I won’t say when or where, but at one point in time, a colleague and I were discussing our “red button numbers” for the organization under which we toiled.
What’s that? The concept is this: a genie offers you the option to push a “red button” and, if you do so, your company will go bankrupt and cease to exist. Equity will be worthless, paychecks will bounce, and jobs will end. However, every employee in that company gets the same cash severance. (Let’s say $50,000.) The stipulation that every employee gets paid is important. I’m not interested in what some people might do if they had no moral scruples. Some people would blow up their employers for a $50,000 personal payoff, with everyone else getting nothing, but almost no one would admit this, or do it if it were to become known. If everyone gets paid, it pushing the red button becomes ethically acceptable. At $50,000 for a typical company? Hell yeah. Most employees would see their lives improve. The executives would be miserable, getting a pittance compared to their salaries, but… seriously, fuck ‘em. A majority of working people, if their company were scrapped and they were given a $50,000 check, would be dealt a huge favor by that circumstance.
The “everyone gets paid” red-button scenario is more interesting because it deals with what people will do in the open and consider ethically acceptable. When I get to more concrete matters of decisions people make that repair or dismantle companies, the interesting fact is that most of those decisions happen in the open. Companies are rarely sabotaged in secret, but disempowered and decomposed by their own people in plain view.
The “red button number” is the point at which a person would press the button, end the company, have every employee paid out that amount, and consider that an ethically acceptable thing to do. It’s safe to assume that almost everyone in the private sector has a red button number. For the idealists, and for the wealthy executives, that number might be very high: maybe $10 million. For most, it’s probably quite low. People who are about to be fired, and don’t expect a severance, might push the button at $1. Let’s assume that we could ask people for their red button numbers, and they’d answer honestly, and that this survey could be completed across a whole company. Take the median red button number and multiply it by the number of employees. That’s the company’s defensibility. We can’t actually measure this number directly, but it has a real-world meaning. If there were a vote on whether to dissolve the company and pay out some sum D, divided among all employees equally, the defensibility is the D* for which, if D > D*, the motion will pass and the company will be disbanded, and if D < D*, the company will persist. It’s the valuation the employees assign to the company (which is, often, a very different number from its market capitalization or private valuation).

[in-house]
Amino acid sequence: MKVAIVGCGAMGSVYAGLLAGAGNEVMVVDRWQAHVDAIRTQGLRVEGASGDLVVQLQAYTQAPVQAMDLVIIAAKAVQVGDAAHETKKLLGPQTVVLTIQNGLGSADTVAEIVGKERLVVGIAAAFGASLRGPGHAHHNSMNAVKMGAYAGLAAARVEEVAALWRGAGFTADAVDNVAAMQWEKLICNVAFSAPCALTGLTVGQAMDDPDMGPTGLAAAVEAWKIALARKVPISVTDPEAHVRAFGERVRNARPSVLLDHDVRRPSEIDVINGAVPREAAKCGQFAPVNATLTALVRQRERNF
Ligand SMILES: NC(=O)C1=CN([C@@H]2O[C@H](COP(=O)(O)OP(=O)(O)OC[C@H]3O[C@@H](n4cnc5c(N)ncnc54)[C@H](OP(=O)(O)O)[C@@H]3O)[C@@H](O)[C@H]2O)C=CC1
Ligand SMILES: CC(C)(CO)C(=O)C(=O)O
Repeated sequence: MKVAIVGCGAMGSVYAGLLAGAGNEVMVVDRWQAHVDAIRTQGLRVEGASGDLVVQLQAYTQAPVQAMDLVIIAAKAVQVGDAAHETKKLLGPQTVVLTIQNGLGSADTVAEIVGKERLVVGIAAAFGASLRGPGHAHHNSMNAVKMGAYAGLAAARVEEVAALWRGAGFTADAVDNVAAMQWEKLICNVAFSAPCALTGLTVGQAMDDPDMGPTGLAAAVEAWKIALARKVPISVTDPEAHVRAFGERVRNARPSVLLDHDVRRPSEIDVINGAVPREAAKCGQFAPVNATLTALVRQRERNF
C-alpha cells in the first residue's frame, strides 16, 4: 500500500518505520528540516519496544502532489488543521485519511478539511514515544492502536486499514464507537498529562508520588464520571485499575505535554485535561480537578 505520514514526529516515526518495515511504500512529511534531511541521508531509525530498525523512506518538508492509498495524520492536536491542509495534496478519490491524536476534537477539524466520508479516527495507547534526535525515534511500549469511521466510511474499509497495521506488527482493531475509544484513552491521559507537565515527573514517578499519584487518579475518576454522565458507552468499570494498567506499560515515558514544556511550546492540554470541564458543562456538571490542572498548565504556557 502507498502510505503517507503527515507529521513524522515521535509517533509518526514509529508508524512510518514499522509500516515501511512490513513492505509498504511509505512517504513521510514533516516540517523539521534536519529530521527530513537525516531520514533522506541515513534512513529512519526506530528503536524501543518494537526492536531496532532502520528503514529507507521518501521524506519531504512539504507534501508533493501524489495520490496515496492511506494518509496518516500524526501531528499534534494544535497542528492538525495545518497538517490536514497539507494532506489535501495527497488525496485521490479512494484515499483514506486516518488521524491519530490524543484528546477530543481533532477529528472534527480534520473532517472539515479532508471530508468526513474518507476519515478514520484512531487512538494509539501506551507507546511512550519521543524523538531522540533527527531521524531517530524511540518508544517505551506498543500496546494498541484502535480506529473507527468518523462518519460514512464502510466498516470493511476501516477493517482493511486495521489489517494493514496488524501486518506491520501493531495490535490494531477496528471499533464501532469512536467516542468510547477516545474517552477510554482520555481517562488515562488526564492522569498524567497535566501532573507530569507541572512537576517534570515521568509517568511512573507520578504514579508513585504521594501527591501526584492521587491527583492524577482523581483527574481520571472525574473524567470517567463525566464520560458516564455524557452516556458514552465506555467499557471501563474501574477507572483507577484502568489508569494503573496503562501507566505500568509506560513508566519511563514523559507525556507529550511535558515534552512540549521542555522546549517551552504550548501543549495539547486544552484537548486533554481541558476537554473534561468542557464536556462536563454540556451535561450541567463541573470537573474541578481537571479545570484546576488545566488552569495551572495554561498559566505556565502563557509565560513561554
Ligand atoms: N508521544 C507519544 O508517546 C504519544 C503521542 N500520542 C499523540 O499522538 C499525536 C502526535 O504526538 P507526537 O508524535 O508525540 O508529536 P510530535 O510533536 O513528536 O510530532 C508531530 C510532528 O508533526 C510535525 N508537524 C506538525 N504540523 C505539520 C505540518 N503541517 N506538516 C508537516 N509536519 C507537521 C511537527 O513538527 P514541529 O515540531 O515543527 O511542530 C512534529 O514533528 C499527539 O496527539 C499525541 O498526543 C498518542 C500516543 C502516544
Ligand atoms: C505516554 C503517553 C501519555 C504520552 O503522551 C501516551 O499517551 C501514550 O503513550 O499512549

Of course, such a vote would never actually happen. Companies don’t give employees that kind of power, and there’s an obvious reason why. Most companies, at least according to the stock market or private valuations, assigned values much greater than their defensibility. (This is not unreasonable or surprising, if a bit sad.) I can’t measure this to be sure, and I’d rather not pick on specific companies, so let me give three models and leave it to the reader to judge whether my assessments make sense.
Model Company A: a publicly-traded retail outlet with 100,000 employees, many earning less than $10/hour. I estimate the median “red button” number at $5,000, putting the defensibility at $500 million. A healthy valuation for such a company would be $125,000 per employee, or $12.5 billion. Defensibility is 4 cents on the dollar.
Model Company B: an established technology company with 20,000 employees. Software engineers earn six figures, and engineers-in-test and the like earn high-five-figure salaries. There’s a “cool” factor to working there. I’d estimate the median “red button” number at about 9 months of salary (and, for some of the most enthusiastic employees, it might be as much as five years, but at the median, it’s 6-9 months) or $75,000, putting the defensibility at $1.5 billion. A typical valuation for such a company would be $5 million per head, or $100 billion. Even though this is a company whose employees wouldn’t leave lightly, its defensibility is still only 1.5 cents on the dollar.
Model Company C: a funded startup, with 100 employees and a lot of investor and “tech press” attention. Many “true believers” among the employee ranks. Let’s assume that that, to get a typical employee to push the “red button”, we’d have to guarantee 6 months of pay ($50,000) and 250 percent of the fully-vested equity (0.04%) because so many employees really expect the stock to grow. The valuation of the company is $200 million (or $2 million per employee). We reach a defensibility of $250,000 per employee, or $25 million. That’s a lot, but it’s still only 12.5% of the valuation of the business.